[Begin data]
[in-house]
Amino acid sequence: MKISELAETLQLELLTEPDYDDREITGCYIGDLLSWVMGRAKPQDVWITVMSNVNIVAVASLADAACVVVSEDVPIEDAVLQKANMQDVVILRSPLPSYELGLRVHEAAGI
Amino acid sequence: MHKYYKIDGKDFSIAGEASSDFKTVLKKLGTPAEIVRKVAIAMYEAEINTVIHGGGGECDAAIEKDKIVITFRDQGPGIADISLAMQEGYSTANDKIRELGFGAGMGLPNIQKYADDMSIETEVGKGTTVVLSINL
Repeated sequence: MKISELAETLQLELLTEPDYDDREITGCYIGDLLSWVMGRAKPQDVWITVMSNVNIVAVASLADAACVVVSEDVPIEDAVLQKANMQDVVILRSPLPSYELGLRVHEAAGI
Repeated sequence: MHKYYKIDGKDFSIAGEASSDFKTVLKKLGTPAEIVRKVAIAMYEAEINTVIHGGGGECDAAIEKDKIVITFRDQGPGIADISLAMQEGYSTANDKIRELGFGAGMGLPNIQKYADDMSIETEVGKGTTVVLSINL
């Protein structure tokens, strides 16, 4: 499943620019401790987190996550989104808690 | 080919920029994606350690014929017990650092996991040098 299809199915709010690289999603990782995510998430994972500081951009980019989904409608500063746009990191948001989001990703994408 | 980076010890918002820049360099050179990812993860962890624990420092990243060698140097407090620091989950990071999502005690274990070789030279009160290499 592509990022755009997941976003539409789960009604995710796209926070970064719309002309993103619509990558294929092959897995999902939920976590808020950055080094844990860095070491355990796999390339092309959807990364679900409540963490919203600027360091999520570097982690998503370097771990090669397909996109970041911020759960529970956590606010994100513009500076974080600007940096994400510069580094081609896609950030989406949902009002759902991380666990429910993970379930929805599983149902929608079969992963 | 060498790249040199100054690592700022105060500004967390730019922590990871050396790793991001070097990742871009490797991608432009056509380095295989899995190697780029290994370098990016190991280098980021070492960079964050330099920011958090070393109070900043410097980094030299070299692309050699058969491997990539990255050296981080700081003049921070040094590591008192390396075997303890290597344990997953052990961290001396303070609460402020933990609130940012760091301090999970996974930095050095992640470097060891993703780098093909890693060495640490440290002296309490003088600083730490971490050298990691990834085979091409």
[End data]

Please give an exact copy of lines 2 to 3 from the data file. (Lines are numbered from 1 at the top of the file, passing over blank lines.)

Amino acid sequence: MKISELAETLQLELLTEPDYDDREITGCYIGDLLSWVMGRAKPQDVWITVMSNVNIVAVASLADAACVVVSEDVPIEDAVLQKANMQDVVILRSPLPSYELGLRVHEAAGI
Amino acid sequence: MHKYYKIDGKDFSIAGEASSDFKTVLKKLGTPAEIVRKVAIAMYEAEINTVIHGGGGECDAAIEKDKIVITFRDQGPGIADISLAMQEGYSTANDKIRELGFGAGMGLPNIQKYADDMSIETEVGKGTTVVLSINL